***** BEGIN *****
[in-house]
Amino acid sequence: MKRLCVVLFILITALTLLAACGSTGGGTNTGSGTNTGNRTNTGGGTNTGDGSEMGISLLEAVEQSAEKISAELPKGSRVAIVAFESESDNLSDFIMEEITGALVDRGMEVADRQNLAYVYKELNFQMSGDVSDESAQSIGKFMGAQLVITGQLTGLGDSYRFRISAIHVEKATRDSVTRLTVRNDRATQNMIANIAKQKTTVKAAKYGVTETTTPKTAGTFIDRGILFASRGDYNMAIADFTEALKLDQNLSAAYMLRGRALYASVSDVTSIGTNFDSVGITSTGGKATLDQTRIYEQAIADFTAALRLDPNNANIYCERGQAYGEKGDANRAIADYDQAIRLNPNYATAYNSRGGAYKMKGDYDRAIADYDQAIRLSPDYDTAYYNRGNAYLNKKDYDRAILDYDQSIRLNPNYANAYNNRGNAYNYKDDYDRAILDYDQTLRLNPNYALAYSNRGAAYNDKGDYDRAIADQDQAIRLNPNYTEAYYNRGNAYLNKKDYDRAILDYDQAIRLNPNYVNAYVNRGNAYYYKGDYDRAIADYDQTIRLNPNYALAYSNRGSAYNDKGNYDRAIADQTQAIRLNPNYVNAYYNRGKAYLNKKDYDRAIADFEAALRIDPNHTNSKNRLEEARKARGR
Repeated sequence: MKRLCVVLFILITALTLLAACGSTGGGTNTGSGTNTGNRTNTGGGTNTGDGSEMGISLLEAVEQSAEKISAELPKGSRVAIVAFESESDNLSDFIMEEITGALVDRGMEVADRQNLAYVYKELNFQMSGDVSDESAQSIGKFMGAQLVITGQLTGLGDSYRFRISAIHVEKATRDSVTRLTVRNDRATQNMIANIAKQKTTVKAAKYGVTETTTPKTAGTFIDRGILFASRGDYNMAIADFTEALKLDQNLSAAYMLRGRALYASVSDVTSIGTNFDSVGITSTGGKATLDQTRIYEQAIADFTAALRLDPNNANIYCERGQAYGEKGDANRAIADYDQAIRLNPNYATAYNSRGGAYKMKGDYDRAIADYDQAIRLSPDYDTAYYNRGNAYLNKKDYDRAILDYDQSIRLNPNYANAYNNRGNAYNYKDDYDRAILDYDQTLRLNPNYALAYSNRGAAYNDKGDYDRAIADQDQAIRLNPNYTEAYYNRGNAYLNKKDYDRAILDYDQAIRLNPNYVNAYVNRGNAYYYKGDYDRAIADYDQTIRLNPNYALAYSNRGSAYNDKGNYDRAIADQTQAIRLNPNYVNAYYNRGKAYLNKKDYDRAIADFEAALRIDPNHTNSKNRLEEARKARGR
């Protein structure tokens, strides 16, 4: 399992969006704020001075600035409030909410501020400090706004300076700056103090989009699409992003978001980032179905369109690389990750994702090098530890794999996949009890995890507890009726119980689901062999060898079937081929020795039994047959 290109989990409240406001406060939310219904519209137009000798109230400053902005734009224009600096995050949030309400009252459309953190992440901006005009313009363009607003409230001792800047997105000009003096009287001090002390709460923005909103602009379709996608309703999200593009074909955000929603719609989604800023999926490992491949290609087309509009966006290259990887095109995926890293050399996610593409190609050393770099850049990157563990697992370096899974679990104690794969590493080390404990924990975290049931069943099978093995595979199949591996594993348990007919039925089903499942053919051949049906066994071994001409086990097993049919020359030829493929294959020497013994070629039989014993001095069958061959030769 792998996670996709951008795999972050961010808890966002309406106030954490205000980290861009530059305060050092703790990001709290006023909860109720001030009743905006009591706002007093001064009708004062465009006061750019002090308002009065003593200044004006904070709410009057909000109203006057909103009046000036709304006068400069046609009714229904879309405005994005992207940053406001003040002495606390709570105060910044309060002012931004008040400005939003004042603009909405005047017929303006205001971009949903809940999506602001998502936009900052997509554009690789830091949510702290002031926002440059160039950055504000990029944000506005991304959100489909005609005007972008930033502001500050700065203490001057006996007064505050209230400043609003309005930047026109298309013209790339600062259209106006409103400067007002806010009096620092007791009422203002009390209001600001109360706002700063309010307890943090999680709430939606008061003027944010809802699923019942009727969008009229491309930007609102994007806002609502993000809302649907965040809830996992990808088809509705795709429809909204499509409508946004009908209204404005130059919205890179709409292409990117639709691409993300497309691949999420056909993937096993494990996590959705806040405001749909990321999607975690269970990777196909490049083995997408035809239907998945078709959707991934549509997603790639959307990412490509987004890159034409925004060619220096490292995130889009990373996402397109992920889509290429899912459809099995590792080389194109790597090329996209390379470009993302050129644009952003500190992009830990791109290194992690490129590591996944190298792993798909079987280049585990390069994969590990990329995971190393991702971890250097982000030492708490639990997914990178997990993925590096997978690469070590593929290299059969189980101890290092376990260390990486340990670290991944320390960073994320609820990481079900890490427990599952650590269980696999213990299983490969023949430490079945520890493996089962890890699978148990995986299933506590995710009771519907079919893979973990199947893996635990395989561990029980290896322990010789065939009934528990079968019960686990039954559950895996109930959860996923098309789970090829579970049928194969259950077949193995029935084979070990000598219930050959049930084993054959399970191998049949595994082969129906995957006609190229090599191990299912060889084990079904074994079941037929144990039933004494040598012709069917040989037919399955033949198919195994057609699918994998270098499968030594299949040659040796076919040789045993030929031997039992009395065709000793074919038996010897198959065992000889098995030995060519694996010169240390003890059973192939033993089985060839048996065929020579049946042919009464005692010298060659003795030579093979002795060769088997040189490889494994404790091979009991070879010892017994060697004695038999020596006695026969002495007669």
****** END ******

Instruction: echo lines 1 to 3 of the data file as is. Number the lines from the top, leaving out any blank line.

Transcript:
[in-house]
Amino acid sequence: MKRLCVVLFILITALTLLAACGSTGGGTNTGSGTNTGNRTNTGGGTNTGDGSEMGISLLEAVEQSAEKISAELPKGSRVAIVAFESESDNLSDFIMEEITGALVDRGMEVADRQNLAYVYKELNFQMSGDVSDESAQSIGKFMGAQLVITGQLTGLGDSYRFRISAIHVEKATRDSVTRLTVRNDRATQNMIANIAKQKTTVKAAKYGVTETTTPKTAGTFIDRGILFASRGDYNMAIADFTEALKLDQNLSAAYMLRGRALYASVSDVTSIGTNFDSVGITSTGGKATLDQTRIYEQAIADFTAALRLDPNNANIYCERGQAYGEKGDANRAIADYDQAIRLNPNYATAYNSRGGAYKMKGDYDRAIADYDQAIRLSPDYDTAYYNRGNAYLNKKDYDRAILDYDQSIRLNPNYANAYNNRGNAYNYKDDYDRAILDYDQTLRLNPNYALAYSNRGAAYNDKGDYDRAIADQDQAIRLNPNYTEAYYNRGNAYLNKKDYDRAILDYDQAIRLNPNYVNAYVNRGNAYYYKGDYDRAIADYDQTIRLNPNYALAYSNRGSAYNDKGNYDRAIADQTQAIRLNPNYVNAYYNRGKAYLNKKDYDRAIADFEAALRIDPNHTNSKNRLEEARKARGR
Repeated sequence: MKRLCVVLFILITALTLLAACGSTGGGTNTGSGTNTGNRTNTGGGTNTGDGSEMGISLLEAVEQSAEKISAELPKGSRVAIVAFESESDNLSDFIMEEITGALVDRGMEVADRQNLAYVYKELNFQMSGDVSDESAQSIGKFMGAQLVITGQLTGLGDSYRFRISAIHVEKATRDSVTRLTVRNDRATQNMIANIAKQKTTVKAAKYGVTETTTPKTAGTFIDRGILFASRGDYNMAIADFTEALKLDQNLSAAYMLRGRALYASVSDVTSIGTNFDSVGITSTGGKATLDQTRIYEQAIADFTAALRLDPNNANIYCERGQAYGEKGDANRAIADYDQAIRLNPNYATAYNSRGGAYKMKGDYDRAIADYDQAIRLSPDYDTAYYNRGNAYLNKKDYDRAILDYDQSIRLNPNYANAYNNRGNAYNYKDDYDRAILDYDQTLRLNPNYALAYSNRGAAYNDKGDYDRAIADQDQAIRLNPNYTEAYYNRGNAYLNKKDYDRAILDYDQAIRLNPNYVNAYVNRGNAYYYKGDYDRAIADYDQTIRLNPNYALAYSNRGSAYNDKGNYDRAIADQTQAIRLNPNYVNAYYNRGKAYLNKKDYDRAIADFEAALRIDPNHTNSKNRLEEARKARGR